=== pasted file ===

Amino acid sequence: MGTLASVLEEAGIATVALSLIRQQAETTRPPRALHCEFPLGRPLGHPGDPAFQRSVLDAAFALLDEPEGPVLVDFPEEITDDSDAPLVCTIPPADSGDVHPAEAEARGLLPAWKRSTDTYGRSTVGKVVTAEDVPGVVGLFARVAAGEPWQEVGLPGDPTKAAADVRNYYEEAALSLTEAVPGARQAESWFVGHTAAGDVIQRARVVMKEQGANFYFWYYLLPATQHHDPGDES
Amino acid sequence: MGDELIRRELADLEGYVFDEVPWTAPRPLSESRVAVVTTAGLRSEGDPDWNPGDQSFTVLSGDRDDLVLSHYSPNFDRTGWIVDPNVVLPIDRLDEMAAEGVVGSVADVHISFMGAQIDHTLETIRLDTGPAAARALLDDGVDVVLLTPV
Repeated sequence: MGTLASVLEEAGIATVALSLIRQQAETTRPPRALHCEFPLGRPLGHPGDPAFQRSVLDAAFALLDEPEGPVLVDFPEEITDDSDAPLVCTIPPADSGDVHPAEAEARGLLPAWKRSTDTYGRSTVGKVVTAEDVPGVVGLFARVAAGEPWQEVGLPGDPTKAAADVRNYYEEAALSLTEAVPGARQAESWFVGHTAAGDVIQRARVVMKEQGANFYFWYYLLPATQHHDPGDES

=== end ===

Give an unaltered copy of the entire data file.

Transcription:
Amino acid sequence: MGTLASVLEEAGIATVALSLIRQQAETTRPPRALHCEFPLGRPLGHPGDPAFQRSVLDAAFALLDEPEGPVLVDFPEEITDDSDAPLVCTIPPADSGDVHPAEAEARGLLPAWKRSTDTYGRSTVGKVVTAEDVPGVVGLFARVAAGEPWQEVGLPGDPTKAAADVRNYYEEAALSLTEAVPGARQAESWFVGHTAAGDVIQRARVVMKEQGANFYFWYYLLPATQHHDPGDES
Amino acid sequence: MGDELIRRELADLEGYVFDEVPWTAPRPLSESRVAVVTTAGLRSEGDPDWNPGDQSFTVLSGDRDDLVLSHYSPNFDRTGWIVDPNVVLPIDRLDEMAAEGVVGSVADVHISFMGAQIDHTLETIRLDTGPAAARALLDDGVDVVLLTPV
Repeated sequence: MGTLASVLEEAGIATVALSLIRQQAETTRPPRALHCEFPLGRPLGHPGDPAFQRSVLDAAFALLDEPEGPVLVDFPEEITDDSDAPLVCTIPPADSGDVHPAEAEARGLLPAWKRSTDTYGRSTVGKVVTAEDVPGVVGLFARVAAGEPWQEVGLPGDPTKAAADVRNYYEEAALSLTEAVPGARQAESWFVGHTAAGDVIQRARVVMKEQGANFYFWYYLLPATQHHDPGDES